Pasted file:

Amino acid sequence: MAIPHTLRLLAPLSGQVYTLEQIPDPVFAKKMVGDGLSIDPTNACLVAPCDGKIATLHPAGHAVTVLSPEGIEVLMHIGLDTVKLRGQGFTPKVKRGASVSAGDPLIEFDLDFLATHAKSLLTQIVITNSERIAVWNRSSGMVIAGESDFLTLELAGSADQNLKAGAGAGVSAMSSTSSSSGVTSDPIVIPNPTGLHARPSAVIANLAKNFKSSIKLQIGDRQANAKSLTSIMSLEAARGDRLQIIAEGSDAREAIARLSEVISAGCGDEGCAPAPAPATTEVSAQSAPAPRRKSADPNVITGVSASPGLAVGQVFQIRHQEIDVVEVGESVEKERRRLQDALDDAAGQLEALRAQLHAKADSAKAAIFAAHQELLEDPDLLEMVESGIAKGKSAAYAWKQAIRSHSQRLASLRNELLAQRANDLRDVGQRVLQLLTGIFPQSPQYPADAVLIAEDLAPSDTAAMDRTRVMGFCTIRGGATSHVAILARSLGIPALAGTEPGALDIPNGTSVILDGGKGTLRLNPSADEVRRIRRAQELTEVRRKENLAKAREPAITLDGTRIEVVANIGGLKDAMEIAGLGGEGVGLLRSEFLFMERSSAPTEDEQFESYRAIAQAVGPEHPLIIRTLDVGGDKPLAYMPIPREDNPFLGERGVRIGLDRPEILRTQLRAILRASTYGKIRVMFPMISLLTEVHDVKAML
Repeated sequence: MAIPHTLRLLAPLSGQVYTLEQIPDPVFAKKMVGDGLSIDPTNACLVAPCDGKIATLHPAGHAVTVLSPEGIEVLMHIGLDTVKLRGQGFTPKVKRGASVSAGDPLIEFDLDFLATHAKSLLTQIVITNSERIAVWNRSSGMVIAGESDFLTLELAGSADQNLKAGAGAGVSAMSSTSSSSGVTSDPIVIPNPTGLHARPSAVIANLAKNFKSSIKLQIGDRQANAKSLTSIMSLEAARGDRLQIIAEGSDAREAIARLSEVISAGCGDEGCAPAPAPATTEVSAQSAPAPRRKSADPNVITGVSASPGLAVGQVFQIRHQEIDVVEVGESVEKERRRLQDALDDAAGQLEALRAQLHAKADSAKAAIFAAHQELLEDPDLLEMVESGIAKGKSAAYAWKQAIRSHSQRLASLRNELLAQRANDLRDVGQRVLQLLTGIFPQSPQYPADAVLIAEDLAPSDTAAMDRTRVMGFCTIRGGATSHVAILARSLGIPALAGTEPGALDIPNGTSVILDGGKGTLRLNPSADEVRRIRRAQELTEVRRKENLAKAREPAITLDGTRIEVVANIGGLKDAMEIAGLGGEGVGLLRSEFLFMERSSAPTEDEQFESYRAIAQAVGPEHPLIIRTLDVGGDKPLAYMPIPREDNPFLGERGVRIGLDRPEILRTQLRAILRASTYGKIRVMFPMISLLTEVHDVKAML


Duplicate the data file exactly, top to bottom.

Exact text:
Amino acid sequence: MAIPHTLRLLAPLSGQVYTLEQIPDPVFAKKMVGDGLSIDPTNACLVAPCDGKIATLHPAGHAVTVLSPEGIEVLMHIGLDTVKLRGQGFTPKVKRGASVSAGDPLIEFDLDFLATHAKSLLTQIVITNSERIAVWNRSSGMVIAGESDFLTLELAGSADQNLKAGAGAGVSAMSSTSSSSGVTSDPIVIPNPTGLHARPSAVIANLAKNFKSSIKLQIGDRQANAKSLTSIMSLEAARGDRLQIIAEGSDAREAIARLSEVISAGCGDEGCAPAPAPATTEVSAQSAPAPRRKSADPNVITGVSASPGLAVGQVFQIRHQEIDVVEVGESVEKERRRLQDALDDAAGQLEALRAQLHAKADSAKAAIFAAHQELLEDPDLLEMVESGIAKGKSAAYAWKQAIRSHSQRLASLRNELLAQRANDLRDVGQRVLQLLTGIFPQSPQYPADAVLIAEDLAPSDTAAMDRTRVMGFCTIRGGATSHVAILARSLGIPALAGTEPGALDIPNGTSVILDGGKGTLRLNPSADEVRRIRRAQELTEVRRKENLAKAREPAITLDGTRIEVVANIGGLKDAMEIAGLGGEGVGLLRSEFLFMERSSAPTEDEQFESYRAIAQAVGPEHPLIIRTLDVGGDKPLAYMPIPREDNPFLGERGVRIGLDRPEILRTQLRAILRASTYGKIRVMFPMISLLTEVHDVKAML
Repeated sequence: MAIPHTLRLLAPLSGQVYTLEQIPDPVFAKKMVGDGLSIDPTNACLVAPCDGKIATLHPAGHAVTVLSPEGIEVLMHIGLDTVKLRGQGFTPKVKRGASVSAGDPLIEFDLDFLATHAKSLLTQIVITNSERIAVWNRSSGMVIAGESDFLTLELAGSADQNLKAGAGAGVSAMSSTSSSSGVTSDPIVIPNPTGLHARPSAVIANLAKNFKSSIKLQIGDRQANAKSLTSIMSLEAARGDRLQIIAEGSDAREAIARLSEVISAGCGDEGCAPAPAPATTEVSAQSAPAPRRKSADPNVITGVSASPGLAVGQVFQIRHQEIDVVEVGESVEKERRRLQDALDDAAGQLEALRAQLHAKADSAKAAIFAAHQELLEDPDLLEMVESGIAKGKSAAYAWKQAIRSHSQRLASLRNELLAQRANDLRDVGQRVLQLLTGIFPQSPQYPADAVLIAEDLAPSDTAAMDRTRVMGFCTIRGGATSHVAILARSLGIPALAGTEPGALDIPNGTSVILDGGKGTLRLNPSADEVRRIRRAQELTEVRRKENLAKAREPAITLDGTRIEVVANIGGLKDAMEIAGLGGEGVGLLRSEFLFMERSSAPTEDEQFESYRAIAQAVGPEHPLIIRTLDVGGDKPLAYMPIPREDNPFLGERGVRIGLDRPEILRTQLRAILRASTYGKIRVMFPMISLLTEVHDVKAML